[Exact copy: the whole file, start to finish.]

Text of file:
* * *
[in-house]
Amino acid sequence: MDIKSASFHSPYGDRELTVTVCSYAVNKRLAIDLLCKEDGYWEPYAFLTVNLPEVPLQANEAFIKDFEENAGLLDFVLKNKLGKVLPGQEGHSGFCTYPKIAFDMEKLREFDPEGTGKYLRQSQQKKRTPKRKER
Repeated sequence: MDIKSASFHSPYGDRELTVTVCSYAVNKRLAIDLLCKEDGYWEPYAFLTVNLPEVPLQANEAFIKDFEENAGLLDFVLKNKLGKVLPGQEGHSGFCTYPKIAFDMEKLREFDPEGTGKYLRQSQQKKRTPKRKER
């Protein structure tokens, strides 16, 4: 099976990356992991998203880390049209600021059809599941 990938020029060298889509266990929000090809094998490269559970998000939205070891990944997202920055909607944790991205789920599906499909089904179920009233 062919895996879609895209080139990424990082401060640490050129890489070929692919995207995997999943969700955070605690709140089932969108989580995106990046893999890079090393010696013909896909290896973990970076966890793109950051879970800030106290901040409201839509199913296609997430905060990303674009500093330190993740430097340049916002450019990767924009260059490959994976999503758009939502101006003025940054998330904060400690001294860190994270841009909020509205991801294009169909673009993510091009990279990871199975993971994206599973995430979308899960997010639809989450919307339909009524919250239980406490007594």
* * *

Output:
[in-house]
Amino acid sequence: MDIKSASFHSPYGDRELTVTVCSYAVNKRLAIDLLCKEDGYWEPYAFLTVNLPEVPLQANEAFIKDFEENAGLLDFVLKNKLGKVLPGQEGHSGFCTYPKIAFDMEKLREFDPEGTGKYLRQSQQKKRTPKRKER
Repeated sequence: MDIKSASFHSPYGDRELTVTVCSYAVNKRLAIDLLCKEDGYWEPYAFLTVNLPEVPLQANEAFIKDFEENAGLLDFVLKNKLGKVLPGQEGHSGFCTYPKIAFDMEKLREFDPEGTGKYLRQSQQKKRTPKRKER
């Protein structure tokens, strides 16, 4: 099976990356992991998203880390049209600021059809599941 990938020029060298889509266990929000090809094998490269559970998000939205070891990944997202920055909607944790991205789920599906499909089904179920009233 062919895996879609895209080139990424990082401060640490050129890489070929692919995207995997999943969700955070605690709140089932969108989580995106990046893999890079090393010696013909896909290896973990970076966890793109950051879970800030106290901040409201839509199913296609997430905060990303674009500093330190993740430097340049916002450019990767924009260059490959994976999503758009939502101006003025940054998330904060400690001294860190994270841009909020509205991801294009169909673009993510091009990279990871199975993971994206599973995430979308899960997010639809989450919307339909009524919250239980406490007594």